If the Feds come knocking, just tell them that you will conduct an “internal investigation” into your suspected wrongdoing. They may be gullible enough to believe whatever you report. At worst, you can throw them some crumbs and admit to some mistakes to avoid a wider investigation into your unlawful activities. I'm not kidding!
Sam E. Antar (Convicted Felon, Graduating Class of 1992)
Sarcasm aside, back in my criminal days at Crazy Eddie, we pulled that stunt on our auditors at Peat Marwick Main (now KPMG). They were dumb enough to believe the results of our internal investigation clearing us of wrongdoing. Now it seems that in certain instances, the Feds are drinking the same Kool-Aid as Crazy Eddie's former auditors. It's INSANE!
Yesterday, David S. Hilzenrath from the Washington Post reported:
As the U.S. government steps up investigations of companies suspected of paying bribes overseas, law enforcement officials are leaving much of the detective work to the very corporations under suspicion.
The probes are so costly and wide-ranging that the Justice Department and Securities and Exchange Commission often let the companies investigate themselves and then share the results.
The strategy is especially common in cases of foreign corruption but also extends to domestic investigations involving issues as varied as health-care fraud and shady accounting.
The corporations, sometimes at the request of the government, hire teams of lawyers and accountants to interview employees, gather electronic records and sift through documents. The government reviews the results and decides whether further legwork is warranted — and, ultimately, whether to pursue charges.
The private investigators help determine what evidence the government sees. They typically turn over only a small subset of the many documents they collect. Sometimes the lawyers who conduct the investigation are the same ones who represent the company in negotiations with the government over charges and penalties. [Emphasis added.]Hilzenrath asked one insider about the government's reliance on internal investigations:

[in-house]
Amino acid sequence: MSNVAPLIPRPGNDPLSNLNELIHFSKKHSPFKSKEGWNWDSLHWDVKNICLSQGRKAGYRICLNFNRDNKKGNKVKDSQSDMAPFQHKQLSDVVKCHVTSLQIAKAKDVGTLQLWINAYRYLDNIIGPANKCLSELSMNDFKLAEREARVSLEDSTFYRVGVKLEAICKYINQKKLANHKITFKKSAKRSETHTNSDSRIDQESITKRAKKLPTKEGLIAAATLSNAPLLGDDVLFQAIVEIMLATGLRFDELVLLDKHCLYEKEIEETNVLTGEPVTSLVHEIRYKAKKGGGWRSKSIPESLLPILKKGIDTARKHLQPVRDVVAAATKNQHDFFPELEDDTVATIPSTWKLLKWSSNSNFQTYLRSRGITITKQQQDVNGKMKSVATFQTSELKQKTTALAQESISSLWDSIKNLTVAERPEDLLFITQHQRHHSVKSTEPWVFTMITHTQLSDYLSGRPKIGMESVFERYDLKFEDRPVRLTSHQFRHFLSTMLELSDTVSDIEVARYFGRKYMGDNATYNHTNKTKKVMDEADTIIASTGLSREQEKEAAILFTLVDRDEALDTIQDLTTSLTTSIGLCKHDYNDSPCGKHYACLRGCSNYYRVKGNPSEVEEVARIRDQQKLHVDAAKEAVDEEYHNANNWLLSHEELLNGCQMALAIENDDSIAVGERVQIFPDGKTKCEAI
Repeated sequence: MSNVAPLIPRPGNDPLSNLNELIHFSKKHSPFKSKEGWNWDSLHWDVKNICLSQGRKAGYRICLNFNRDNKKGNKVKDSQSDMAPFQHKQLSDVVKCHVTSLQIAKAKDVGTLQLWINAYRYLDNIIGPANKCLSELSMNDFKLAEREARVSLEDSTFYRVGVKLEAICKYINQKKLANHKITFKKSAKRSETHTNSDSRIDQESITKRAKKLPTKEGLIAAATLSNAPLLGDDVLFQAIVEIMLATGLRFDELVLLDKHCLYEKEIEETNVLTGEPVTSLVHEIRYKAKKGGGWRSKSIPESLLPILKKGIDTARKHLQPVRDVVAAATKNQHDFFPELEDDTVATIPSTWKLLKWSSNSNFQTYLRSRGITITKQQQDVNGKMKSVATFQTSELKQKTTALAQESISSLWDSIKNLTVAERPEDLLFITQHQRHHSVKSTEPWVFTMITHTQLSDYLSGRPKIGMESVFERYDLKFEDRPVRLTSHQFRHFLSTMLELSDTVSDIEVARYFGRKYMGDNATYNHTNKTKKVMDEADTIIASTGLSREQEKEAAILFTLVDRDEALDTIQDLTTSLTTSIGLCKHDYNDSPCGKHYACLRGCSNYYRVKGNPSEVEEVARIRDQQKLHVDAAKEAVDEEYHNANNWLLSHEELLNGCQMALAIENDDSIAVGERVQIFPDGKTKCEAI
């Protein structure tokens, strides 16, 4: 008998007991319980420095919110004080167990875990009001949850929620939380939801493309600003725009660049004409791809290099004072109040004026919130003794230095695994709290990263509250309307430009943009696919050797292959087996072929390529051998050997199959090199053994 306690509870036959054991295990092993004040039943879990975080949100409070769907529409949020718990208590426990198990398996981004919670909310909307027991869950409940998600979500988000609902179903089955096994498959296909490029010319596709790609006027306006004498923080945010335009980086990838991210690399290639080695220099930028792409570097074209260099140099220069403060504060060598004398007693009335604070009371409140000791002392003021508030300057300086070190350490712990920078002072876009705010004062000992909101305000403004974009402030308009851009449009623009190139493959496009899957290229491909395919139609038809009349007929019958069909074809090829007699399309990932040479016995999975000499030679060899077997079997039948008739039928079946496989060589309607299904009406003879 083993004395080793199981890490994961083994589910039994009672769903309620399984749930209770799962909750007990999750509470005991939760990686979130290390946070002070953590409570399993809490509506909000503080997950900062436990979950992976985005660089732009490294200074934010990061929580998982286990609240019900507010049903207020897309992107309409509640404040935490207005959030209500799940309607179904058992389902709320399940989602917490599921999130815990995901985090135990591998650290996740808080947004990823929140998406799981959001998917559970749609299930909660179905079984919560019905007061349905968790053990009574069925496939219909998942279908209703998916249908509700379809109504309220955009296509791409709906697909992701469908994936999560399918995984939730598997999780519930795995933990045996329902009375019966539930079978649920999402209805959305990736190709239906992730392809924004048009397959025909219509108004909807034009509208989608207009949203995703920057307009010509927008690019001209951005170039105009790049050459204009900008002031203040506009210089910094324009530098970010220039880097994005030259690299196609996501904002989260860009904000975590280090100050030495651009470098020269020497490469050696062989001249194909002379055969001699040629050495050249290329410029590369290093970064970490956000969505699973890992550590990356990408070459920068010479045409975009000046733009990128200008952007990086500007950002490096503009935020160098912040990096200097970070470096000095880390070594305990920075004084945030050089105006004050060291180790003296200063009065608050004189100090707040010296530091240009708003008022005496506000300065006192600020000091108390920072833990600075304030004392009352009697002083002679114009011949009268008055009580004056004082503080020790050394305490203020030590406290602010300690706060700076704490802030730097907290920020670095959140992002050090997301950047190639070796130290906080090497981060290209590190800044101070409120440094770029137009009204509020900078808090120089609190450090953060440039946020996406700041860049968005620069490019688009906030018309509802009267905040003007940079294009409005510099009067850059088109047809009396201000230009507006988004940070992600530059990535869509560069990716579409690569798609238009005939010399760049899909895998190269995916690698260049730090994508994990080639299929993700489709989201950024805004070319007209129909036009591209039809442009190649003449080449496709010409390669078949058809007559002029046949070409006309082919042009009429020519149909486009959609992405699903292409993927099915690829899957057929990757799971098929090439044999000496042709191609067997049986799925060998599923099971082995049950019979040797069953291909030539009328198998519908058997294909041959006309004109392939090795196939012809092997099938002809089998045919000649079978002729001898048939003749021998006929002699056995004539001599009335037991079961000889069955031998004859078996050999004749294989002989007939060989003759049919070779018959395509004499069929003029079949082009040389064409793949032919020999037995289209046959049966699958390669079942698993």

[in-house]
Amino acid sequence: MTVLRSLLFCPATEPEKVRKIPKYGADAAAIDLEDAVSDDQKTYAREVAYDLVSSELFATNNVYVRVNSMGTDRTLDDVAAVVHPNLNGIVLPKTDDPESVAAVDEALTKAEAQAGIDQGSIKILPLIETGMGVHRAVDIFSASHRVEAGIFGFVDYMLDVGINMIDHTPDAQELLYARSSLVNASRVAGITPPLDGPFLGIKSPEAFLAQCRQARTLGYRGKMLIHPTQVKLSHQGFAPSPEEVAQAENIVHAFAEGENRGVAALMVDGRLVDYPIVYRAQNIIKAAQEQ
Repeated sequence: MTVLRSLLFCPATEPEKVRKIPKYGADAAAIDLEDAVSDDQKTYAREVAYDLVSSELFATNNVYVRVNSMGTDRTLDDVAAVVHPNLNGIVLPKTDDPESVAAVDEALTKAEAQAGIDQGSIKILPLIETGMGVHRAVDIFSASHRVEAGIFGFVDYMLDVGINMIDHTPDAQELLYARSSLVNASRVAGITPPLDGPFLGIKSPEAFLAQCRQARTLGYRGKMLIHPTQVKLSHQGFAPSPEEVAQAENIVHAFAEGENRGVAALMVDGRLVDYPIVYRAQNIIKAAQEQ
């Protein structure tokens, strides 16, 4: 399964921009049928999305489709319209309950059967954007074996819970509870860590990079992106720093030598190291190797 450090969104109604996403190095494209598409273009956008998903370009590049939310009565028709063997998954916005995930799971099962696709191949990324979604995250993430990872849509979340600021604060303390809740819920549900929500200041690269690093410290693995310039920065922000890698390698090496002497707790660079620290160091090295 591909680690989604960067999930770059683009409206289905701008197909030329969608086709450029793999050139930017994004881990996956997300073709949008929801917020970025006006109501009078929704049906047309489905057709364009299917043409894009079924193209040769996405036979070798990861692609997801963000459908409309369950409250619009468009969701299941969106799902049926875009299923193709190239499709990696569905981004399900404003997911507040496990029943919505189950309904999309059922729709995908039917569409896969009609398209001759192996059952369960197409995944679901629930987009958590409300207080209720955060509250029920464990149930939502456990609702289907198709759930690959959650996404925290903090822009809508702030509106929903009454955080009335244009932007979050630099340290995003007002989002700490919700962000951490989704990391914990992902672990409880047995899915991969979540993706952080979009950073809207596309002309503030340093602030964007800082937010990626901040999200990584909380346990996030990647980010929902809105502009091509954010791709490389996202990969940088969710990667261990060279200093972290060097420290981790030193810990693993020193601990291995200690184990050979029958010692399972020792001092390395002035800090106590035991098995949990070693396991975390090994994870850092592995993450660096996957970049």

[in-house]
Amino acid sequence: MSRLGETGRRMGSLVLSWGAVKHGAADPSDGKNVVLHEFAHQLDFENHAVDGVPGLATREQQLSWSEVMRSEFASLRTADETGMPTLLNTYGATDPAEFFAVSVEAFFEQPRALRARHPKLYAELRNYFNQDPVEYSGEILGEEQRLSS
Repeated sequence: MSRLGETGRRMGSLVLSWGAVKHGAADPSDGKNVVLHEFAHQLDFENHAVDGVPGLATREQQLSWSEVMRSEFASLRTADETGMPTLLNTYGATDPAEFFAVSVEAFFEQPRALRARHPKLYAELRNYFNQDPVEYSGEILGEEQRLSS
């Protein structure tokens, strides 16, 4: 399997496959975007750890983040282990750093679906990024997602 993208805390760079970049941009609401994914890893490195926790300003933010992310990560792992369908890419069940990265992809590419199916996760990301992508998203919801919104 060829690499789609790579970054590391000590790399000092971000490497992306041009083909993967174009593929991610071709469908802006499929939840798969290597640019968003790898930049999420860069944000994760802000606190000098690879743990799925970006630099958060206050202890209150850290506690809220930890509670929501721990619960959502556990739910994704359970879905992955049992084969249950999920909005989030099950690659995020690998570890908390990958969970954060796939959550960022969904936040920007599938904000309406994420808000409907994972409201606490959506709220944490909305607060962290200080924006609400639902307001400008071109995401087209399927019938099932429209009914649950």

What prevents the internal investigators from airbrushing the facts or, say, omitting evidence that might implicate the chief executive?
“You mean other than integrity?” one former federal prosecutor replied. “Very little.” The former prosecutor, who now works on internal investigations, spoke on the condition of anonymity to avoid having his comments used against him in future cases. [Emphasis added.]
Further, Nathan Koppel reported in the Wall Street Journal Blog that:
In a recent proposal explaining how it plans to act on tips from corporate insiders and whistleblowers, the SEC said that it may “give the company an opportunity to investigate the matter and report back.”
“This has been the approach of the Enforcement staff in the past, and the Commission expects that it will continue in the future,” the agency said.
Are the people running the Justice Department and the Securities and Exchange Commission completely out of their minds? They should know better than to ever rely on anyone's “integrity” when conducting an investigation. White-collar criminals cloak themselves in a “wall of false integrity” to increase the comfort level of their victims and avoid action from law enforcement agencies and regulators. While the Justice Department and SEC are busy relying on the integrity of internal investigations by companies suspected of wrongdoing, they often ignore crucial information provided by whistleblowers.
For example, Bernie Madoff used his stature as the former Chairman of NASD to lure investors into a sense of false security and to avoid action by regulators. The Securities and Exchange Commission gave Bernie Madoff the benefit of any doubt and ignored warnings from whistleblower Harry Markopolos that Madoff was conducting a massive Ponzi scheme.
Like Madoff, sub-prime lender NovaStar Financial apparently used the "wall of false integrity" tactic to successfully avoid action from regulators, too. Last Sunday, Gretchen Morgenson and Joshua Rosner from the New York Times reported how the SEC repeatedly ignored warnings by short-seller Marc Cohodes about aggressive accounting tactics used by NovaStar to cook its books. The company hired Lanny Davis, former special counsel to President Clinton during the Monica Lewinski scandal to "run interference" with regulators: